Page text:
- Antiphospholipid antibody syndrome in which antibodies attack the placenta. This condition also increases the risk of blood clots. APAS is identified as the cause of recurring miscarriage in 3-15% of patients.
How Common Is Miscarriage?
A high percentage of fertile women who have unprotected sex will experience loss of a pregnancy at some point. According to the American Society for Reproductive Medicine, 25% of recognized pregnancies end in miscarriage. The total number of miscarriages (including cases where the woman is unaware of the pregnancy) is estimated at about 50%. Pregnancy losses occurring within the first 8 weeks are most common. Few women experience miscarriage after the 12th week.
What You Should Know about Recurrent Miscarriage
A single miscarriage is not usually a cause for concern from a medical standpoint. However, consecutive miscarriages are rare, occurring in less than 5% of women. If you experience two or more miscarriages of in a row, you may wish to seek assistance from a reproductive specialist.
In some situations, there is an identifiable, medically treatable factor contributing to the loss of pregnancies. Many pregnancies simply end because of random chromosomal abnormalities in the egg or the developing embryo.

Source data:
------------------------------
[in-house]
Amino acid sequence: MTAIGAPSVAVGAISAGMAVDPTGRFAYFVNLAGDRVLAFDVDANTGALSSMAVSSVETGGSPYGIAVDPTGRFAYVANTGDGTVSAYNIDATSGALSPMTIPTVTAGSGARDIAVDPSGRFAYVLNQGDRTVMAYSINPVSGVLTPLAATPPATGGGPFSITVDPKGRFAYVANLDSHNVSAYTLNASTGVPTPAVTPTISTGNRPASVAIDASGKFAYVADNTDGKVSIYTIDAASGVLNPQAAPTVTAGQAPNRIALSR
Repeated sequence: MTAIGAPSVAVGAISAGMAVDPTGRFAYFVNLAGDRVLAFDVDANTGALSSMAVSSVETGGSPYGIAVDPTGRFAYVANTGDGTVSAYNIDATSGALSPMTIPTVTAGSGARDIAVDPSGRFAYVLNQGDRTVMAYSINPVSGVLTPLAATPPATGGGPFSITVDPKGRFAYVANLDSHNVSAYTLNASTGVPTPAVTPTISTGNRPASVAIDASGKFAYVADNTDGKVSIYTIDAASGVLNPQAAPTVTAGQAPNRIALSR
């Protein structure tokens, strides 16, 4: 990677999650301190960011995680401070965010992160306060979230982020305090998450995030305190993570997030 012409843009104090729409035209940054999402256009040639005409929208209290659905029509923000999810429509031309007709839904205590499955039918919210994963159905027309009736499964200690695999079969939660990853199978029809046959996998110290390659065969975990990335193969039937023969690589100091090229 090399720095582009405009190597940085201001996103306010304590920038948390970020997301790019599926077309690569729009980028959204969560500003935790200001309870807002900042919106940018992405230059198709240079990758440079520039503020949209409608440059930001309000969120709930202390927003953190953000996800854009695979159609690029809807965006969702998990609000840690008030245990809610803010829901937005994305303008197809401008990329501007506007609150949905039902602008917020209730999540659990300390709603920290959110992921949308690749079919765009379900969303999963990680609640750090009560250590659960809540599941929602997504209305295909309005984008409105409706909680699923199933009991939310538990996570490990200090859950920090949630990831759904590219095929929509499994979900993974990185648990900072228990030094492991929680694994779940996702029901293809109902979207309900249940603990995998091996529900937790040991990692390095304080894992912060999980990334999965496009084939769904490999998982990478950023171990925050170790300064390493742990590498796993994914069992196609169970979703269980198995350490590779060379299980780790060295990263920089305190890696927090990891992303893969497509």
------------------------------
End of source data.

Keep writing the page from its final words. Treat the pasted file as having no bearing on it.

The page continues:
Recurrent miscarriage or early pregnancy loss can be physically taxing and emotionally devastating. Not knowing why this problem is happening can be especially distressing. Patients may experience feelings of self blame, failure, or desperation. It is important for patients to seek emotional support during this time. Professional mental health support may also be beneficial for patients coping with recurrent loss.
Pregnancy after Miscarriage
Fortunately, most women trying to conceive do go on to carry a healthy pregnancy to term after a miscarriage. This includes 60-70% of women who have experienced recurring pregnancy loss with no identifiable cause. Following a healthy lifestyle including good nutrition, diet, weight control, prenatal supplementation, exercise, rest, and general self care is the best course of action for women who wish to increase their chances of a normal pregnancy in the future.